By Layla Khaled Nasser, CWC Intern
During the summer of 2023, I had the wonderful opportunity and honor to participate in the Coastal Watershed Council’s River Ecology Internship. Fate happened to bring me all the way from Egypt, where I am originally from and have lived for 10 years, to Santa Cruz. I currently study Biology with a concentration in Marine Biology, and my exposure to conservation efforts in the Red Sea and Nile River left me longing to further explore conservation biology. When looking for opportunities in Santa Cruz, the Coastal Watershed Council truly stood out to me because of its community-based approach to conservation. While we are all aware of the impact of humans on the natural habitats that surround us, I had never once thought of us to be integrated members of the ecological community ourselves. I know from living in Cairo along the Nile the importance and deep generational connection between a water source and the people who live on its banks, and who rely on it to sustain life. While such a necessity-based relationship inspires respect for the river, I had never considered a relationship that could also inspire love, wonder, and enthusiasm. I was fascinated by the way CWC aims to build this relationship, establishing the San Lorenzo River as a part of the community’s lives in different ways to ultimately create organic, sustainable change.
During my time with CWC, I had the honor of learning from Kaiya Giuliano-Monroy, CWC’s inspiring River Ecologist. Kaiya introduced me to all the native and invasive plant species that live by the river, which over time came to feel like new friends I was meeting and bumping into. I was given resources to understand the history of the river and the communities that have historically occupied its banks, leading up to its main inhabitants today. Both of these experiences gave me the opportunity to connect with the San Lorenzo River personally and understand its current context.
One of the experiences I am most grateful for of was helping out with the weekly Downtown Streets Team river management programs. There, it was clear how simply giving members the space to touch the earth, hear the birds, and care for the plants nurtures a deep love and curiosity, which has the power to heal both the river and the people caring for it. Ultimately, the goal of the project was to – like Kaiya always said to me – “Just get people excited about the river!” As an outsider, I noticed that many people experiencing homelessness tend to spend their time around the river. I also came to realize that is part of the reason many other people avoid this area. The Downtown Streets Team members are individuals who have experienced the river in ways that most people never will. I felt that their voices would not only offer a raw, honest reflection of the river, but also a way to destigmatize the connection between the river and people experiencing homelessness.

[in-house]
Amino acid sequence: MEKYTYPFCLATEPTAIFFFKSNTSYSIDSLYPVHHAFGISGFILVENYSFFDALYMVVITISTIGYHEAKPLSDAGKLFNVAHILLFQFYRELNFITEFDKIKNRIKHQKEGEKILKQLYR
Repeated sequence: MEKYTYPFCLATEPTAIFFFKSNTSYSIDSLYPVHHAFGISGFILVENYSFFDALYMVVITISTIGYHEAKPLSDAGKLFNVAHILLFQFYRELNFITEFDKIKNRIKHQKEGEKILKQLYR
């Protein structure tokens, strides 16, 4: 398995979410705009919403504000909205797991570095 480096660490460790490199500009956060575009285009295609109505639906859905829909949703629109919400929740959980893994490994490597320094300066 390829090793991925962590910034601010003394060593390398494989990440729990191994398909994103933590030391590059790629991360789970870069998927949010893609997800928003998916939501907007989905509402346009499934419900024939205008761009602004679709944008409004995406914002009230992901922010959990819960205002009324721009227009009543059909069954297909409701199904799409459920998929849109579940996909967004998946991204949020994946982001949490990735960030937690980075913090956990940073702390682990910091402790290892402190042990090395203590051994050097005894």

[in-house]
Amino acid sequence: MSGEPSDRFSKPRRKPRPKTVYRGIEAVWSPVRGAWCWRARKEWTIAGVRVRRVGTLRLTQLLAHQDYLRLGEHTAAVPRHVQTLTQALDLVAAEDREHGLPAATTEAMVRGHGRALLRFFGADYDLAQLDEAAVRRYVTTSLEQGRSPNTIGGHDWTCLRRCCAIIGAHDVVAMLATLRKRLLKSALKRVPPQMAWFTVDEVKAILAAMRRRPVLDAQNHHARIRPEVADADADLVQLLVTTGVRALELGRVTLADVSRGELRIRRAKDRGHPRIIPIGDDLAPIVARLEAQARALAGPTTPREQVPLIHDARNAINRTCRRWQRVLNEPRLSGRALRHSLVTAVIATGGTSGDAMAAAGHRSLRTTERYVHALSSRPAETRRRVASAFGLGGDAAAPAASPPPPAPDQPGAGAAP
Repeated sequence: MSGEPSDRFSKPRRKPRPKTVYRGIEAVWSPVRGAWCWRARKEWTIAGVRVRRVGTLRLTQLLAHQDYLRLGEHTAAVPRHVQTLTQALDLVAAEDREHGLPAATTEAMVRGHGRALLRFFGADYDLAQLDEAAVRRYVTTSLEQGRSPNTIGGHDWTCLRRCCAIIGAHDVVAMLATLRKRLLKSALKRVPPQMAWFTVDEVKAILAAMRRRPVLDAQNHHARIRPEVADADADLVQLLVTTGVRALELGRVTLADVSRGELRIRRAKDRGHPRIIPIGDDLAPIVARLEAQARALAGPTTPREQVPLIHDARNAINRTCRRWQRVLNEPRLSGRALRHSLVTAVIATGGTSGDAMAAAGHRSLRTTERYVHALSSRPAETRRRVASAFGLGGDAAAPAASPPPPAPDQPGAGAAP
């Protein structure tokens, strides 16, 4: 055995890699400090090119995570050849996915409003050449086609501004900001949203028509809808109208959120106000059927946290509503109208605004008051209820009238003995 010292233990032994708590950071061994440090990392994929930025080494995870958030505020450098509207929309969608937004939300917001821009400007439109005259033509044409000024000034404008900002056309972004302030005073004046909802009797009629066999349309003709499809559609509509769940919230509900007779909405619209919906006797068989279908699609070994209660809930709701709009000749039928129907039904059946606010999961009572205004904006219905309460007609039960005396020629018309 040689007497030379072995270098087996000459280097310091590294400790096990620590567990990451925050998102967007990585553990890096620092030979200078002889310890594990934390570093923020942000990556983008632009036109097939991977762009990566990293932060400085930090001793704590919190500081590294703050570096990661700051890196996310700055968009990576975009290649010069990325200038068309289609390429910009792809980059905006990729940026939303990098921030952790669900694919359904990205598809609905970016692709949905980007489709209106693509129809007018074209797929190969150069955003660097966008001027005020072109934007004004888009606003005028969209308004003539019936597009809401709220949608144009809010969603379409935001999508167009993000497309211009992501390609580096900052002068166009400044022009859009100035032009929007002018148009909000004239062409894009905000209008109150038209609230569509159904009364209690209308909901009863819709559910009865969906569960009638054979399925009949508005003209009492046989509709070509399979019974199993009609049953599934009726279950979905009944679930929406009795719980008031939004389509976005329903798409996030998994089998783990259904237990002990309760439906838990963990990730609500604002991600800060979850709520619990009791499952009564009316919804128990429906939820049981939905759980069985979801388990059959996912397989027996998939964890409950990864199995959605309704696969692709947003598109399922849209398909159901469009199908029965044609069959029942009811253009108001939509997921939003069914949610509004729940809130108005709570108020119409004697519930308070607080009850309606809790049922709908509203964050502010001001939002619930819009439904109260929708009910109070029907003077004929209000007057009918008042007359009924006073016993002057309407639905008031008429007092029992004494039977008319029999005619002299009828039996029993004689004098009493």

Inspired by this, I used my internship to produce a video of Downtown Streets Team members talking about their connection to the San Lorenzo River. With Kaiya’s guidance, I felt that combining auditory and visual elements would be the perfect way to draw a connection between the seen, the felt, and the spoken, which all make up the fundamental emotional experience of the river. For the visuals, my idea was to capture the beautiful small gems and details of the river that people may not see without getting really close. In the same way, I wanted the interviews to capture a closer view both of the people experiencing homelessness and the experience of the river that many may not see from afar.
In the video, I incorporated five different voices from members of the Downtown Streets Program who volunteered to be interviewed by me. When I explained that I wanted to ask about the river because they know it best, and they’ve seen, touched, and felt it the most, their faces lit up and I was able to get the beautiful responses you can hear in the video. While editing, I actually had to cut out a lot of the initial content to remove the sound of my own voice being so engaged and cooing “mhms” and “yeahs” in between sentences. They each had such inspiring perspectives on the river and their place within its ecosystem based on their unique experiences of it. What inspired me the most as they spoke was the simplicity and purity of the vision they have for the river, and the steps needed to care for it that many experts who study conservation their whole life seem to lose somewhere along the line.
Just as expressive as the voices of the people I interviewed, I believe the river creatures that I filmed speak in their own ways too. In the video you’ll see the ducklings, the birds, and even the blue heron that all made an appearance and show that they are here, they are living, and they are our neighbors in this home. The evening primrose, the gumweed, and all the little bushes that Kaiya and the DST members lovingly tend to help quiet your thoughts and soothe your soul as they show off in the wind. You’ll also see the shopping cart, some of the trash, and the concrete. These are all loud reminders of our challenging experiences of the river. Like many of the DST members mention, there is so much value in just taking the time to experience the river, if even just to think about it. Only then can caring for our environment become less of a daunting task and more of the natural process of being a part of the ecosystem, falling naturally into our place on this earth.
CWC’s Environmental Stewardship Program with the Santa Cruz Downtown Streets Team is funded by the California Coastal Commission’s WHALE TAIL® Grants Program.